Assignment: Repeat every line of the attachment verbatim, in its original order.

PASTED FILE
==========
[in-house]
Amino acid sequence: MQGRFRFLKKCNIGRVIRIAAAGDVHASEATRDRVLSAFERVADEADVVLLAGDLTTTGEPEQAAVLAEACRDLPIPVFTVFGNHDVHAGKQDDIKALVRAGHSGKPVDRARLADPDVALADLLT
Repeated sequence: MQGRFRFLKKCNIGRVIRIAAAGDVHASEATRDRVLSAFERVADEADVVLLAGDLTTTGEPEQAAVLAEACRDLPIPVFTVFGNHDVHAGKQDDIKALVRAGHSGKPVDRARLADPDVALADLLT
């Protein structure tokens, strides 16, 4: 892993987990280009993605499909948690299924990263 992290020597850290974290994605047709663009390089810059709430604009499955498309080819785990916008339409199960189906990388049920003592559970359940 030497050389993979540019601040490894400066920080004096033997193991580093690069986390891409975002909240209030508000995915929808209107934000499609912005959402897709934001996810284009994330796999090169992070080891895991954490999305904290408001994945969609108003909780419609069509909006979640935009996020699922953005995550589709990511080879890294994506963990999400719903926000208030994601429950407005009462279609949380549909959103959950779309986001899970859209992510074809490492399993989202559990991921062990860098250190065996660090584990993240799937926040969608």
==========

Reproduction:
[in-house]
Amino acid sequence: MQGRFRFLKKCNIGRVIRIAAAGDVHASEATRDRVLSAFERVADEADVVLLAGDLTTTGEPEQAAVLAEACRDLPIPVFTVFGNHDVHAGKQDDIKALVRAGHSGKPVDRARLADPDVALADLLT
Repeated sequence: MQGRFRFLKKCNIGRVIRIAAAGDVHASEATRDRVLSAFERVADEADVVLLAGDLTTTGEPEQAAVLAEACRDLPIPVFTVFGNHDVHAGKQDDIKALVRAGHSGKPVDRARLADPDVALADLLT
């Protein structure tokens, strides 16, 4: 892993987990280009993605499909948690299924990263 992290020597850290974290994605047709663009390089810059709430604009499955498309080819785990916008339409199960189906990388049920003592559970359940 030497050389993979540019601040490894400066920080004096033997193991580093690069986390891409975002909240209030508000995915929808209107934000499609912005959402897709934001996810284009994330796999090169992070080891895991954490999305904290408001994945969609108003909780419609069509909006979640935009996020699922953005995550589709990511080879890294994506963990999400719903926000208030994601429950407005009462279609949380549909959103959950779309986001899970859209992510074809490492399993989202559990991921062990860098250190065996660090584990993240799937926040969608």